Furthermore, labeling oneself does not mean putting yourself into a little box. Using a specific word is there to direct and guide the person you interact with. Words have meanings and they are there to be used. And that is the case with the word feminism too. If someone´s actions and train of thoughts are fundamentally feminist, why should that person be afraid of identifying with feminism? It is important they do so, so that more people are no longer scared of using it either. And when you think of it, the fact that a man identifying himself as a feminist has more impact than a woman identifying herself as such only further proves the importance to do so and the need for feminism itself.

As Bell hooks claimed years ago, “feminism is for everybody” and its fights and successes will benefit everyone.

By Teresa Iglesias-Lopez, WAVE Intern

 

[1] Originally the term feminist was used to refer to a man with effeminate physiological characteristics. Alexandre Dumas used it in 1872 in an ironical way to designate advocates of women´s rights and men who, because in favour of women´s rights, were losing their masculinity. It was thus used in a negative way. It is in 1882 that Hubertine Auclert appropriated the word and it began to be broadly used in the eighties and it is she who gave the term its actual meaning. Feminism came to embody women´s rights. (Genre !, 2013)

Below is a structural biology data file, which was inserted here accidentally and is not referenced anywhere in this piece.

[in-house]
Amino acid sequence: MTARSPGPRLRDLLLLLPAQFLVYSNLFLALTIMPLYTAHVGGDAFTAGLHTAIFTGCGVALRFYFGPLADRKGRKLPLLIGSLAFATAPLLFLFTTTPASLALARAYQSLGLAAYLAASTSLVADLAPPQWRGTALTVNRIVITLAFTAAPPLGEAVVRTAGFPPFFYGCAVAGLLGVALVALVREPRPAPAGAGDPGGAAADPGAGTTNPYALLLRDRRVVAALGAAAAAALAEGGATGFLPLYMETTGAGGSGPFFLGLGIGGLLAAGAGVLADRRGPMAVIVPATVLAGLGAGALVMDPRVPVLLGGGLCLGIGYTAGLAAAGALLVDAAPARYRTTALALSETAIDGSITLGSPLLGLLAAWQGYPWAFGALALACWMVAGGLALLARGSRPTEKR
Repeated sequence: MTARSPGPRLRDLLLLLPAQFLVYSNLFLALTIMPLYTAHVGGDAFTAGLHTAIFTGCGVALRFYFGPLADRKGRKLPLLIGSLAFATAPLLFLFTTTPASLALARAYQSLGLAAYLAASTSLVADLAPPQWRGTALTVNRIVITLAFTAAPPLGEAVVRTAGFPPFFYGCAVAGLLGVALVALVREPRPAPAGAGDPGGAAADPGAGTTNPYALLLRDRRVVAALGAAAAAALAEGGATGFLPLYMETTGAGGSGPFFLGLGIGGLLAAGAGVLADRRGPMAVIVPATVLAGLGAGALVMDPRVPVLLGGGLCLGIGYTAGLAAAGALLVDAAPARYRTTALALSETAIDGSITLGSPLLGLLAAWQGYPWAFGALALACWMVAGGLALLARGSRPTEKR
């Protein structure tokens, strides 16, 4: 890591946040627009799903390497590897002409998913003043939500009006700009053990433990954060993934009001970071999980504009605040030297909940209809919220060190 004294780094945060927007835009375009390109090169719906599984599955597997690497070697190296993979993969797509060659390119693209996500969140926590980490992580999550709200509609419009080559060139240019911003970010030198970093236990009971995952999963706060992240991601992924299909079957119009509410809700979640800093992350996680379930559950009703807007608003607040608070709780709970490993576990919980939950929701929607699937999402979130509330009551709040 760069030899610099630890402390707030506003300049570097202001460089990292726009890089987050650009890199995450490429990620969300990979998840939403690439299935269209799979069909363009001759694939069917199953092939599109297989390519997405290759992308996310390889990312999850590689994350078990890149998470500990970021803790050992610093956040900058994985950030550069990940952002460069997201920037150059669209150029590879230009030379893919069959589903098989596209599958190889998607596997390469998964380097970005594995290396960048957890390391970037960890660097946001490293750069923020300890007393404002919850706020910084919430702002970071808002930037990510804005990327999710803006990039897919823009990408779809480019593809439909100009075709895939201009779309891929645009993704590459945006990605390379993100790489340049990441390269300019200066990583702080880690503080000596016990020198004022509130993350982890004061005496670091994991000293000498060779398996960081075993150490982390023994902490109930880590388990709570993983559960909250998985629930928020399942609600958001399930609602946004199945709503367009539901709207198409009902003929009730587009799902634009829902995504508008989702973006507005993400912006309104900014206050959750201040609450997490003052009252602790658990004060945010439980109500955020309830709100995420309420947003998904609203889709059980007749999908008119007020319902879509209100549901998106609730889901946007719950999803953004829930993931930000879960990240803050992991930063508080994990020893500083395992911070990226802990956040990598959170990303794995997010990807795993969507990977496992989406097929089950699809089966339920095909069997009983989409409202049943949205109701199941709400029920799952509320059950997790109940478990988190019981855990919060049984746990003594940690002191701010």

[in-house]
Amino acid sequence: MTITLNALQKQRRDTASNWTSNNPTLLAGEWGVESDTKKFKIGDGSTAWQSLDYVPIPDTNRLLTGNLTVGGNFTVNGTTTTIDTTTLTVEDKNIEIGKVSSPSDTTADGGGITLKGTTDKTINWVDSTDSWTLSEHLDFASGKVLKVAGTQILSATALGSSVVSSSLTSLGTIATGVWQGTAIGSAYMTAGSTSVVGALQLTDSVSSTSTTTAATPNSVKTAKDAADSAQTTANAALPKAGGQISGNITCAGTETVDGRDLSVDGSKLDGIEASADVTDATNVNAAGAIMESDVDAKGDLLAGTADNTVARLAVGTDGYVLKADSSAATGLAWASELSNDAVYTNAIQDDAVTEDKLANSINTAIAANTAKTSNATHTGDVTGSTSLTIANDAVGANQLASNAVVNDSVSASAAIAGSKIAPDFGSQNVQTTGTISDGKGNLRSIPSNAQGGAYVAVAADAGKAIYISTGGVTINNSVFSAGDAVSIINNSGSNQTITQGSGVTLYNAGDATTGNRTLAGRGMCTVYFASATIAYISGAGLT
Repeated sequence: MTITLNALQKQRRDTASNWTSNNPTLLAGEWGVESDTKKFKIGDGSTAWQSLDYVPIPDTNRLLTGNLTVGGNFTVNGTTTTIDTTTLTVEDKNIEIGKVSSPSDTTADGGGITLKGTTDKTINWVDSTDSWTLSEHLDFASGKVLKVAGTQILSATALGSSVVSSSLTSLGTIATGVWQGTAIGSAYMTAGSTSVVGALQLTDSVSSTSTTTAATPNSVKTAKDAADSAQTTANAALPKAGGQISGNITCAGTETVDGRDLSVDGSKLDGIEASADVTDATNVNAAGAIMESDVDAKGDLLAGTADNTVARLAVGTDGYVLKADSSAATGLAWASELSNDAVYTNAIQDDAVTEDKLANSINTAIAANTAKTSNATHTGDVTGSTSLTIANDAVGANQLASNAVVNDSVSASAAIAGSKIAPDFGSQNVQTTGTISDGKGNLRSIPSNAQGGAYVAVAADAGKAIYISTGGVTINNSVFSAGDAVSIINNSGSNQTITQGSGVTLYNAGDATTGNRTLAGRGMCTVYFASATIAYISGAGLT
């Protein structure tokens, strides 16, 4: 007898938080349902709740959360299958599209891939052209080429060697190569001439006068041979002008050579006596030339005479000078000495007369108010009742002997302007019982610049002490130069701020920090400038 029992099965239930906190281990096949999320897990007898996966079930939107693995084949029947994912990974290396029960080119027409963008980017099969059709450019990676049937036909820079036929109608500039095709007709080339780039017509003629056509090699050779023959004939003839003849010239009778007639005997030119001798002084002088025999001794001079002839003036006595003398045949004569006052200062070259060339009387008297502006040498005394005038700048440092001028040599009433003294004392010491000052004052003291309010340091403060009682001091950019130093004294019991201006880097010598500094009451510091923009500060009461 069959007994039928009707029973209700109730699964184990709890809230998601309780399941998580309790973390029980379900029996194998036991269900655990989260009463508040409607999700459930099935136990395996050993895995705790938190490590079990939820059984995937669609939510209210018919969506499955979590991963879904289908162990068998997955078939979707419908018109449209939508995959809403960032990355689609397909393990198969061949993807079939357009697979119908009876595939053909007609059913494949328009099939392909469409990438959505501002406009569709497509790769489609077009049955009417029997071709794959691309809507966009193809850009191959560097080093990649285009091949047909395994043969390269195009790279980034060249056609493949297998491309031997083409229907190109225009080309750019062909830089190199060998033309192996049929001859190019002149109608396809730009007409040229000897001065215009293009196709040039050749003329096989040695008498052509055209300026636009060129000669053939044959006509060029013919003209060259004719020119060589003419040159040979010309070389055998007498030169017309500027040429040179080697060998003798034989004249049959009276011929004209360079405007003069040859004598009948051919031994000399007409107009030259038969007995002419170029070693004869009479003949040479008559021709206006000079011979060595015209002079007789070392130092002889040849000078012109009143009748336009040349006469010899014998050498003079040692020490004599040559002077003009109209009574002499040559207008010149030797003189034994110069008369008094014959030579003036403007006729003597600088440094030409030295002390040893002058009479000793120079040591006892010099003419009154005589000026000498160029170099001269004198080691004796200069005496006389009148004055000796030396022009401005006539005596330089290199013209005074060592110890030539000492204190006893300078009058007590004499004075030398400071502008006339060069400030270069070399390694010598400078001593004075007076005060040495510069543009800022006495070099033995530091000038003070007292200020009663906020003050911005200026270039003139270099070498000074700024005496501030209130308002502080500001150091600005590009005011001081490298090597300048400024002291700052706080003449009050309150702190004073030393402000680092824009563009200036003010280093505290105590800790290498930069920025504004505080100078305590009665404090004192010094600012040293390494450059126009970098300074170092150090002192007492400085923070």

Photo by Malte Bickel on Unsplash

 

Sources:

Adichie, Chimamanda Ngozi. We Should All Be Feminists. Fourth Estate, 2017

Chatterjee, Sloka. “The Feminist vs. The Equalist.” WatStory, 24 Mar. 2016, watstory.com/story/view/3924/the-feminist-vs-the-equalist.

Cole, Nicki Lisa. “Emma Watson’s 2014 Speech on Gender Equality.” ThoughtCo, 26 Feb. 2018, www.thoughtco.com/transcript-of-emma-watsons-speech-on-gender-equality-3026200.

Dorey-Stein, Caroline. “Feminism: Why Not ‘Egalitarianism’ or ‘Humanism’?” Progressive Women’s Leadership, 24 Sept. 2015, www.progressivewomensleadership.com/feminism-why-not-egalitarianism-or-humanism/.

Heuchan, Claire. “For the White Woman Who Wants to Know How to Be My Friend: A Black Feminist Guide to Interracial Solidarity.” Sister Outrider, 1 Nov. 2016, sisteroutrider.wordpress.com/2016/11/01/for-the-white-woman-who-wants-to-know-how-to-be-my-friend-a-black-feminist-guide-to-interracial-solidarity/.

Genre! “Arguments Anti-Féministes (4) « On Devrait Se Débarrasser Du Terme ‘Féminisme’ ».” Genre !, 2 Sept. 2013, cafaitgenre.org/2013/09/02/arguments-anti-feministes-4-on-devrait-se-debarrasser-du-terme-feminisme/.

Thorpe, JR. “Why Feminism Still Needs To Be Called Feminism.” Bustle, 6 Nov. 2015, www.bustle.com/articles/122047-why-feminism-still-needs-to-be-called-feminism.

Weiss, Suzannah. “5 Reasons We Say ‘Feminist,” Not ‘Equalist.’” Bustle, 26 May 2016, www.bustle.com/articles/150295-5-reasons-we-say-feminist-not-equalist-because-feminism-shouldnt-be-a-dirty-word